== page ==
Erico Veríssímo: Caminhos cruzados (Crossroads)
This was Veríssímo’s second novel but the first to be published in English. It had some problems in Brazil as the Catholic Church did not like it, probably because it contains prostitution, extramarital sex and mockery of pious Catholics and the priesthood. By today’s standard, it is, of course, very mild.
The novel is set in and around Porto Alegre, where Veríssímo lived for some time. This novel does not tell one story but, rather, several stories, concerning people who live on or have lived on or have some connection with a street called Travessa das Acácias. Like most people, they have their issues and their problems, their view of the world and their ups and downs.
We start with Professor Clarimundo who has lost his way in the real world. As well as teaching classes, he gives private tuition to various students and lives on his own. He is writing a book which will be a masterpiece; into it he will pour all his erudition and talent but apart from that he realises he has achieved nothing in his forty-eight years. However, he impressively reads Einstein’s book on relativity theory in German (indeed, the title is given only in German and not translated).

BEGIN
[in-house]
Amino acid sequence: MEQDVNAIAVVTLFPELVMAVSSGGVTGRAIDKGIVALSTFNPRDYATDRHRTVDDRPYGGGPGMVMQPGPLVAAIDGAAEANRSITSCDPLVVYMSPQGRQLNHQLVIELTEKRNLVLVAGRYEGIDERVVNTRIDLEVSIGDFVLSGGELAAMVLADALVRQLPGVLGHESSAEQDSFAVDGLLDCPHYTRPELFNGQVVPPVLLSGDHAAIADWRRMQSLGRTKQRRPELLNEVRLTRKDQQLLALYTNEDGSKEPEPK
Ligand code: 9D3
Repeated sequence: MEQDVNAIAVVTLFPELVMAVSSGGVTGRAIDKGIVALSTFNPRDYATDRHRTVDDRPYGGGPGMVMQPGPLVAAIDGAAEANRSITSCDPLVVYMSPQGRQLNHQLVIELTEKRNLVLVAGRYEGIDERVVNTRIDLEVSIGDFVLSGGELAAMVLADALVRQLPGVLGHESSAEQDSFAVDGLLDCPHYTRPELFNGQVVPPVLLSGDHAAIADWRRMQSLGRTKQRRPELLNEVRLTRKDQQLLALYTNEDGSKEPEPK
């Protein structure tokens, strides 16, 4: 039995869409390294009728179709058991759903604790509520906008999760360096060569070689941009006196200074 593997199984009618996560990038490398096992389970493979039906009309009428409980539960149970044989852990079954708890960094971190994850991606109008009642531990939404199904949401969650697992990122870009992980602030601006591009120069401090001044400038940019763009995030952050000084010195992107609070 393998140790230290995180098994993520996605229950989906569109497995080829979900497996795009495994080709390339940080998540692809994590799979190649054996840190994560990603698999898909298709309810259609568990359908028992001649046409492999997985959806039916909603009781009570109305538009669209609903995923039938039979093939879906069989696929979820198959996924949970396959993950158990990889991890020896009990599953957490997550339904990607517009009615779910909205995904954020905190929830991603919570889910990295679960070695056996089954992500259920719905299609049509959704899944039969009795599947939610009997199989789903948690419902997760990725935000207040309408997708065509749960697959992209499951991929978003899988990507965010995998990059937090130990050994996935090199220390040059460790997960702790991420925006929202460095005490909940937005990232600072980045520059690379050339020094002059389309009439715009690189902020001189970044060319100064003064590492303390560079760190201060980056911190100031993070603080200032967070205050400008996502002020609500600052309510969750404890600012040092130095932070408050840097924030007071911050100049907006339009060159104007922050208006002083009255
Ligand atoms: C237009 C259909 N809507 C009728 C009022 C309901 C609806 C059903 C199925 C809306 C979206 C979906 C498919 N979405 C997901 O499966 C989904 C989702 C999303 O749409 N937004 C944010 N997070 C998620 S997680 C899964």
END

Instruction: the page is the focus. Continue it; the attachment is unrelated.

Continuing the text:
Virgina Madeira is married to Honorato who has a flabby corpulent face, swollen eyes, a shiny bald pate and a bovine air. She is neither happy with him nor their son, Noel, and tries to forget them. Honorato is boring. She wants to go to the ball that night but Honorato does not. She also wanted to send their son to boarding school but the household servant, Tante Angelica, was very much opposed. She complains about everything. She wants new clothes, a new fridge, a new radio and an electric carpet sweeper. Noel finds life monotonous. He is becoming aware of the opposite sex but is unsure how to react. He had been persuaded by a friend to go to a prostitute but did not find the experience enjoyable. However, he is happiest when he is reading. He reads and enjoys, for example, Katharine Mansfield’s Journals.
Salustiano knows what he wants – women. He awakes one morning and finds a strange woman in his bed. He has no idea how she got there. She is Cacilda and we later learn that she is a prostitute. Both are attracted to one another but she leaves without any information being exchanged.
It is not all entirely miserable. Ze Maria Pedrosa (Ze is short for José; he is called Willy by his wife and Colonel by most people) is married to Maria Luiza. Like most marriages in this book it is not happy. Maria Luiza is always finding fault with things and complains bitterly, They have a shop but it is not doing well and they are in debt. Ze Maria bets on the lottery and wins a lot of money. Is Maria Luiza happy? No, she is not. She is worried about thieves, beggars and pedlars. They are now spending too much, she feels.